"Don’t Trust the Author: Suspect Texts in Édouard Glissant’s Tout-monde."
Romanic Review 106.3-4 (2014): 361-80
Winner of the 2015 NeMLA Caribbean Studies Essay Award
This essay examines Glissant’s controversial 1993 novel, Tout-monde, where the author’s disorienting, self-reflexive formal practices provoked highly negative responses from critics. Glissant was accused of proffering blithely optimistic assessments of urgent political and economic situations: of writing badly, and of not taking Martinique's problems seriously enough.
My article takes a different approach. I explore precisely how Glissant subverts the authority of his protagonists, his narrators, the author figure, and even the seemingly reliable literary device of the epigraph in Tout-monde. By looking closely at the text, I tease out the implications of Glissant's radical destabilization of representational hierarchies and generic categories, and explore what he is saying (or not saying) about the postcolonial author as an authoritative, trustworthy figure.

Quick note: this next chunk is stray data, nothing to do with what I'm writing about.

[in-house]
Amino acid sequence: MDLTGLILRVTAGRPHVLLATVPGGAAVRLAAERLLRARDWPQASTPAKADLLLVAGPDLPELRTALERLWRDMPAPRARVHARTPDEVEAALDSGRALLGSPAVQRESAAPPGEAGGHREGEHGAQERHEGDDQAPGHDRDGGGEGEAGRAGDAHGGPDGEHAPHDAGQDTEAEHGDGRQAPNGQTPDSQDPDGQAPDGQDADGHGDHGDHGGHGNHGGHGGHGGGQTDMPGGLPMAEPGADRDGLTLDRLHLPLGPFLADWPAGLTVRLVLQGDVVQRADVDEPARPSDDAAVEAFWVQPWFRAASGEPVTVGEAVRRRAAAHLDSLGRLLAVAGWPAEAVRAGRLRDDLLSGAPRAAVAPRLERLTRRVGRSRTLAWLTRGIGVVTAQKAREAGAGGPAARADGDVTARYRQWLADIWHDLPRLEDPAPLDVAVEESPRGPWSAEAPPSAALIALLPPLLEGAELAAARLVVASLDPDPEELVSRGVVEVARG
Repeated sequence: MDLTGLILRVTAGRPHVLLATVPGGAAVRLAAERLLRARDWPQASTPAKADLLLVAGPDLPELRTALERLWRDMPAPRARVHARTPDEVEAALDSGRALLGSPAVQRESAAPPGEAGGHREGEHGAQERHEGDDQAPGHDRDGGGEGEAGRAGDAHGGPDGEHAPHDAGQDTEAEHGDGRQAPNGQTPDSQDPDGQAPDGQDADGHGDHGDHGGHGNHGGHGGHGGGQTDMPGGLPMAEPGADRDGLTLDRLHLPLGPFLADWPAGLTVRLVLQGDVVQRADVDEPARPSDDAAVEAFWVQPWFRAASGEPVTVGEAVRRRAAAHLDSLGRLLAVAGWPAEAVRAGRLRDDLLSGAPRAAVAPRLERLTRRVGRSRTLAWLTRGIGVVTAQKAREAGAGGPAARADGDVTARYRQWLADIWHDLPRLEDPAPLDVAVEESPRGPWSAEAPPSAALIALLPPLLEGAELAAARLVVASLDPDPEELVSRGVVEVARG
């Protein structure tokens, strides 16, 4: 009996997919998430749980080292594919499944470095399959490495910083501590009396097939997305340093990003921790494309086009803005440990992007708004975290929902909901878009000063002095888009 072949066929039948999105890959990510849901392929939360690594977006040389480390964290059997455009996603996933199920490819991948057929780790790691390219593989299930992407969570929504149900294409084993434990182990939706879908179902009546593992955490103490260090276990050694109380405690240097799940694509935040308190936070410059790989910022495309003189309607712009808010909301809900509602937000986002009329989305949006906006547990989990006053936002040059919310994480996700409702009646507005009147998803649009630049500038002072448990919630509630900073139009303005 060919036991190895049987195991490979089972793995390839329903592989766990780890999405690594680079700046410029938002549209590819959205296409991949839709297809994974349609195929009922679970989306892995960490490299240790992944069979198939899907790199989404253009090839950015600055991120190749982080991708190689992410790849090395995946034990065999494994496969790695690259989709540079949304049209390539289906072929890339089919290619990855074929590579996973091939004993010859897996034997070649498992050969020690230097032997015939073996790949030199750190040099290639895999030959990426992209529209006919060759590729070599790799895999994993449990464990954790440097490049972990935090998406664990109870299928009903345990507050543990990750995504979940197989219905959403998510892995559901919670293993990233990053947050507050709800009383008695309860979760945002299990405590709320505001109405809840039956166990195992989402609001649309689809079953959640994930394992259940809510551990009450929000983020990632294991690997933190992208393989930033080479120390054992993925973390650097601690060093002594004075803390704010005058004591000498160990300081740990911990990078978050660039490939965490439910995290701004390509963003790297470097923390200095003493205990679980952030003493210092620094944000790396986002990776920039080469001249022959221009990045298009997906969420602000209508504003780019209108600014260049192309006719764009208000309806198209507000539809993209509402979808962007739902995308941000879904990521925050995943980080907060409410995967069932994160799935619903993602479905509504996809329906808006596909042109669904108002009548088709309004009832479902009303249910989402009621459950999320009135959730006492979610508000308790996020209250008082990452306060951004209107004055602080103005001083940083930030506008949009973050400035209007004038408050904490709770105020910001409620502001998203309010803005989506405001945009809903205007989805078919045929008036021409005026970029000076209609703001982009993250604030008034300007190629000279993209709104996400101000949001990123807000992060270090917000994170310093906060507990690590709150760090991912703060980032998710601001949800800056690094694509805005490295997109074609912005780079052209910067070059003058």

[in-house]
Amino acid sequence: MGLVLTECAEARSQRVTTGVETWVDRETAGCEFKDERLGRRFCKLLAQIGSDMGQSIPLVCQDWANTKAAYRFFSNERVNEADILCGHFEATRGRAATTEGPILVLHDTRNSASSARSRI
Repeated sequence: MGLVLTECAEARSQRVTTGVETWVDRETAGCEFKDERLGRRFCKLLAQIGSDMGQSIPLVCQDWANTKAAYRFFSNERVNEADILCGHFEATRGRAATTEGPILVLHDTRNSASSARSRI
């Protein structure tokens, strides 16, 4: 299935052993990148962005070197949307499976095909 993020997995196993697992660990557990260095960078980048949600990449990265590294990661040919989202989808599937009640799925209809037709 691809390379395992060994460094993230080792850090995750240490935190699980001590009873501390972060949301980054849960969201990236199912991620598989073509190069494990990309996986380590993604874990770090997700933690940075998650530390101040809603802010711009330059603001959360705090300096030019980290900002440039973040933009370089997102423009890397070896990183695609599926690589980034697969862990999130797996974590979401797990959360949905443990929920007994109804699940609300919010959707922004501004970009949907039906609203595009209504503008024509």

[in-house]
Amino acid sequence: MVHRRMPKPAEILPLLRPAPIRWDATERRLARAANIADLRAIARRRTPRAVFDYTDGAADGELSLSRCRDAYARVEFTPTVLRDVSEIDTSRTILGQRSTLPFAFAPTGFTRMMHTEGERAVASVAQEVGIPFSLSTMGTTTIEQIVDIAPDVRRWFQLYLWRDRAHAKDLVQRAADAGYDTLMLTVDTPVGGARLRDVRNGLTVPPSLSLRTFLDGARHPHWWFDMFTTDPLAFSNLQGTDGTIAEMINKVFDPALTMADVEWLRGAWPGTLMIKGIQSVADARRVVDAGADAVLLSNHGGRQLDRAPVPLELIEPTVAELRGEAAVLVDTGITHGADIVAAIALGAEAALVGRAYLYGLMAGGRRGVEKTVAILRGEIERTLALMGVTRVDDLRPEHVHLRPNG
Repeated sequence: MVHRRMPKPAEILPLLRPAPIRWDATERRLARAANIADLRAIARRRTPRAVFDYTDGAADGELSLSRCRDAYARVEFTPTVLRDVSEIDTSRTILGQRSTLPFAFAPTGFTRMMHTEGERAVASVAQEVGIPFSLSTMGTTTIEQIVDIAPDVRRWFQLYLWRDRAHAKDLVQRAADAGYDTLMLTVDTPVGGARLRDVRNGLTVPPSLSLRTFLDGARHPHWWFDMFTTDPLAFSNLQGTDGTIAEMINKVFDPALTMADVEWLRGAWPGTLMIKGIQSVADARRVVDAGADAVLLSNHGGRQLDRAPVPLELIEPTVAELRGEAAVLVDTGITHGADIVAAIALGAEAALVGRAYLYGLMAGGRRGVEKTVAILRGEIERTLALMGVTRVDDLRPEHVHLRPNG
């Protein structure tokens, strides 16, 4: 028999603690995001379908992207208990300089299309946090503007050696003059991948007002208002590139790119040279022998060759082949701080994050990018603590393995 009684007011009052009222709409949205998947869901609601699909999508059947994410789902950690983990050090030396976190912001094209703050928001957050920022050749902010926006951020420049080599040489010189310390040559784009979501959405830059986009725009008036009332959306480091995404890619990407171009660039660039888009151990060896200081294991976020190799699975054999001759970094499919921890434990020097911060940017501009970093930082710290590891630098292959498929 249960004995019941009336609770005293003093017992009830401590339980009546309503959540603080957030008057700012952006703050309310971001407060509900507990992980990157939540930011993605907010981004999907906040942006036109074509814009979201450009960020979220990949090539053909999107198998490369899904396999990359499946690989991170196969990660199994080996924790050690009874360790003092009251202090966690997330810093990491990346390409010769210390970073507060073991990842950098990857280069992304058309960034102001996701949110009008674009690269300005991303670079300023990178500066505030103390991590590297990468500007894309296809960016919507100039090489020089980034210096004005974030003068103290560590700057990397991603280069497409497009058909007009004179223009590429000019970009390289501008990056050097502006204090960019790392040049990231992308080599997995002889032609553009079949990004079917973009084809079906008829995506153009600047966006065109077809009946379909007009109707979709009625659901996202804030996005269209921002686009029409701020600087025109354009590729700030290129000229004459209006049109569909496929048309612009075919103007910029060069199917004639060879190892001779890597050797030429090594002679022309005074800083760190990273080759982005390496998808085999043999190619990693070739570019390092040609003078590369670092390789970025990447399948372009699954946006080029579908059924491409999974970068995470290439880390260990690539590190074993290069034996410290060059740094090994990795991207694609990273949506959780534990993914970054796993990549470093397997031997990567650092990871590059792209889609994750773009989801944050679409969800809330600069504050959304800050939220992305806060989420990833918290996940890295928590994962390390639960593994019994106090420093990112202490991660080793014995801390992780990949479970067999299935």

Situating the book in the wider context of Glissant’s critical and aesthetic oeuvre, my analysis demonstrates that his experimental formal procedures are far from gratuitous and raise questions with trenchant import. I illustrate how Tout-monde's complex, unpredictable literary style undercuts inflexible visions of identity and culture, while simultaneously interrogating restrictive notions of aesthetic value, duty, and order.